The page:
Unlike the protagonist of  Modiano’s first novel ‘The place of the star’ , the protagonist with his role of an unnamed narrator in ‘The night watch’ translated by Patricia Wolf from the French novel ‘La ronde de nuit’ has been seen to survive his life looking and searching something hopeful in two opposite directions without being unconscious of his guilt and hypocrisy every moment. The more he has been on the run to escape the cruel destiny, the more he has been entangled with the dregs of the dark society where he always treads and dark characters such as Henri Normand alias le Khédive, Philibert, Frau Sultana, Baroness Lydia Stahl, Jean-Farouk de Méthode, Count Baruzzi, Ferdinand Poupet alias Paulo Hayakawa, etc.

Following the orders of his boss ‘le Khédive’ he starts struggling in occupied Paris to navigate and working as a double agent for a French gang that collaborates with the Nazi as well as a group of French resistance fighters. Bearing two aliases — the ‘Princesse de Lamballe’ in favour of a group of young patriots in a resistance cell and ‘Swing Troubadour’ in favour of murderers, blackmailers, police informants, prostitutes, and thieves — he has been playing a betrayal role of double agent in arresting patriotic Frenchmen and helping the collaborators for stealing from the houses of those who have fled the France. He wanted to burst into tears, to confess his tenuous position as double agent. He came to realise that he did not belong anywhere.

Not at the Rue Boisrobert nor at Cimarosa Square.On the Left Bank, among those brave boys of the CKS, he hid the fact that he was an informant; on the Right Bank, the title ‘Princesse de Lamballe’ meant he was in serious danger. Who exactly was he? His papers? A fake Nansen passport. Persona non grata everywhere. This parlous situation kept him from sleeping. No matter. In addition to his secondary job of ‘recuperating’ valuable objects, he acted as night watchman at No 3 bis.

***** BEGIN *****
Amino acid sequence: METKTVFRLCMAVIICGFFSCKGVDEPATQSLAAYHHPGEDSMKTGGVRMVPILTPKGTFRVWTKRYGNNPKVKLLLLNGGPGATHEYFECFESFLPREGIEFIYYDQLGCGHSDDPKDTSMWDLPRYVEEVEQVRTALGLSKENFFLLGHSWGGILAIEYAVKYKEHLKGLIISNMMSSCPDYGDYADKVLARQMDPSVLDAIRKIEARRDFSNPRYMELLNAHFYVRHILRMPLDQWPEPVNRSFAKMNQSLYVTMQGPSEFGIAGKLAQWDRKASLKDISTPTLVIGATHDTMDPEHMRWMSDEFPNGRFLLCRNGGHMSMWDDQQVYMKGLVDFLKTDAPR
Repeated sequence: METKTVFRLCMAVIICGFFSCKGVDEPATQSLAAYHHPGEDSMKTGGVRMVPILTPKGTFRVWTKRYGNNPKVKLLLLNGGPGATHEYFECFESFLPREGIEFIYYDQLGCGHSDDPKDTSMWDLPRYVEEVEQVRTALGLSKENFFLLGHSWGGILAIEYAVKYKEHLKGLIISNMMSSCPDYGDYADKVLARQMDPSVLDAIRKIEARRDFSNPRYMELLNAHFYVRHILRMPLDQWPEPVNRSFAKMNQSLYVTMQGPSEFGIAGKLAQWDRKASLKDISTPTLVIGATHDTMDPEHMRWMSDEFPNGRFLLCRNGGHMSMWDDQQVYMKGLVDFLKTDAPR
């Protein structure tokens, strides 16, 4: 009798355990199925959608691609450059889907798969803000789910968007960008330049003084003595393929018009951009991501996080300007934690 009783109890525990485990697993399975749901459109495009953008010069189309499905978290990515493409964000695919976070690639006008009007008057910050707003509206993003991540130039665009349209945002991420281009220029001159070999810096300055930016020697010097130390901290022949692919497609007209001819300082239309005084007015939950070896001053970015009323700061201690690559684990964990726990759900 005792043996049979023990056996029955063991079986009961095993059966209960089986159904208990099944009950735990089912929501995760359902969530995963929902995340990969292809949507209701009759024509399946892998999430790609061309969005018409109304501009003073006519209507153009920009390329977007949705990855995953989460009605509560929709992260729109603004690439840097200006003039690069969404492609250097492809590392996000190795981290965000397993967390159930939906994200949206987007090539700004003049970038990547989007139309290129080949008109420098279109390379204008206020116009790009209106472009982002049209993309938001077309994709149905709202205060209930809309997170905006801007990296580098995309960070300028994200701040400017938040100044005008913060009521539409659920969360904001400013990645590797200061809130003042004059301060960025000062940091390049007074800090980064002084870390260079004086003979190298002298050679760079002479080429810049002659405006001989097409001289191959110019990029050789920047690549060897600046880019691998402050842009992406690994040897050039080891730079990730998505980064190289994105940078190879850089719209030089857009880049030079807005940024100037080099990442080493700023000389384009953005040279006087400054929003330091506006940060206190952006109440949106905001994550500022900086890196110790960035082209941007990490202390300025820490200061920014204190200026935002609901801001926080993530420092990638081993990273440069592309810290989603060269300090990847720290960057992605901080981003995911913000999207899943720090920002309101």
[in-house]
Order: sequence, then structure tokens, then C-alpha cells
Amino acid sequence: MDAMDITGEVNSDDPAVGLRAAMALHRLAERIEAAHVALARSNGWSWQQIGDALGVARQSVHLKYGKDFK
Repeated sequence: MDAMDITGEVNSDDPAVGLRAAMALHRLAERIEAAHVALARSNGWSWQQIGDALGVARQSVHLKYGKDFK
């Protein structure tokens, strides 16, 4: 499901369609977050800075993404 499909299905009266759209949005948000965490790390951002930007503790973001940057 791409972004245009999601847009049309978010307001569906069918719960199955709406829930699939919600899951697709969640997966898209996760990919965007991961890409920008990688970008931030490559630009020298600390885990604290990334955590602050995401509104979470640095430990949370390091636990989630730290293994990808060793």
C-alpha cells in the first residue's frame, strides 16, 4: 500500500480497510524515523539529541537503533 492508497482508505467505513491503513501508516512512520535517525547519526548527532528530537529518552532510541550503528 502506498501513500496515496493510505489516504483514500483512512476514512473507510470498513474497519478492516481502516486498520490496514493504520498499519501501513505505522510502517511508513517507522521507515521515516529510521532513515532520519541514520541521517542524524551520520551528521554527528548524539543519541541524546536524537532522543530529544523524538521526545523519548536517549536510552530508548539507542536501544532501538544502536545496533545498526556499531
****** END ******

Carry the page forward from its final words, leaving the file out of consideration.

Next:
The novel ‘Ring Roads’, translated by Caroline Hillier from the French novel ‘Les boulevards de ceinture’, tells the story of the protagonist’s quest for his father being stranded somehow in a strange commune in a village  near the forest of Fotainebleau. In this novella it seems that everything else’s been blurred deliberately. It becomes clear only at the end of the novel that a son’s earnest search for his missing father is taking place during the war but the father has no recollection of his son and the memory of his father’s attempt to kill him by pushing him under the wheels of an underground train some ten years before the events of the novel begin seems to be unforgettable to the protagonist.

Engaged in the dark path from the very childhood and adolescence as he came to be, the protagonist was seen throughout the novelette to be acting as a person of self-justifying and self-governing. He did not have very happy memories as mentioned before. But after ten years, that sort of thing didn’t seem so important to him and he’d forgiven his father for the unfortunate incident in the George V metro. The protagonist has tried in every possible way to prove his father to be innocent. Even after having cruel memory of his father’s bad intention for pushing him at the train station he has tried all the time to remain glued to his father’s side amidst the criminals nurturing his latent hatred towards them